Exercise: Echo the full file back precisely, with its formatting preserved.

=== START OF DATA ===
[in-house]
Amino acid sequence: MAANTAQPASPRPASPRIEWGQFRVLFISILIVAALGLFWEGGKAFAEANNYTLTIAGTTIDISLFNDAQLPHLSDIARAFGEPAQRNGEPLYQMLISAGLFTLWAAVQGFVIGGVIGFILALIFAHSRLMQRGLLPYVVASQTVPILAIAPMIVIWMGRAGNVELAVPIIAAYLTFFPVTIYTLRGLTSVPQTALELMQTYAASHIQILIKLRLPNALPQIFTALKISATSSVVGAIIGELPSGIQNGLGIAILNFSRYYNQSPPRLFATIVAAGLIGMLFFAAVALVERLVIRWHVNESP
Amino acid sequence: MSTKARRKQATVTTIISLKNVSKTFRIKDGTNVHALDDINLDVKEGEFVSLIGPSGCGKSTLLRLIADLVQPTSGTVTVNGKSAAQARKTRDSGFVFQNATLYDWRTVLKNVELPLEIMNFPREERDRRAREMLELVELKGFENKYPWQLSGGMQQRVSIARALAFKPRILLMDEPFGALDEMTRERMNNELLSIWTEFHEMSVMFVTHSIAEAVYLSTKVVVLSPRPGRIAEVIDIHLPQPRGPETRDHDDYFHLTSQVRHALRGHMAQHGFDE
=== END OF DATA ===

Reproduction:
[in-house]
Amino acid sequence: MAANTAQPASPRPASPRIEWGQFRVLFISILIVAALGLFWEGGKAFAEANNYTLTIAGTTIDISLFNDAQLPHLSDIARAFGEPAQRNGEPLYQMLISAGLFTLWAAVQGFVIGGVIGFILALIFAHSRLMQRGLLPYVVASQTVPILAIAPMIVIWMGRAGNVELAVPIIAAYLTFFPVTIYTLRGLTSVPQTALELMQTYAASHIQILIKLRLPNALPQIFTALKISATSSVVGAIIGELPSGIQNGLGIAILNFSRYYNQSPPRLFATIVAAGLIGMLFFAAVALVERLVIRWHVNESP
Amino acid sequence: MSTKARRKQATVTTIISLKNVSKTFRIKDGTNVHALDDINLDVKEGEFVSLIGPSGCGKSTLLRLIADLVQPTSGTVTVNGKSAAQARKTRDSGFVFQNATLYDWRTVLKNVELPLEIMNFPREERDRRAREMLELVELKGFENKYPWQLSGGMQQRVSIARALAFKPRILLMDEPFGALDEMTRERMNNELLSIWTEFHEMSVMFVTHSIAEAVYLSTKVVVLSPRPGRIAEVIDIHLPQPRGPETRDHDDYFHLTSQVRHALRGHMAQHGFDE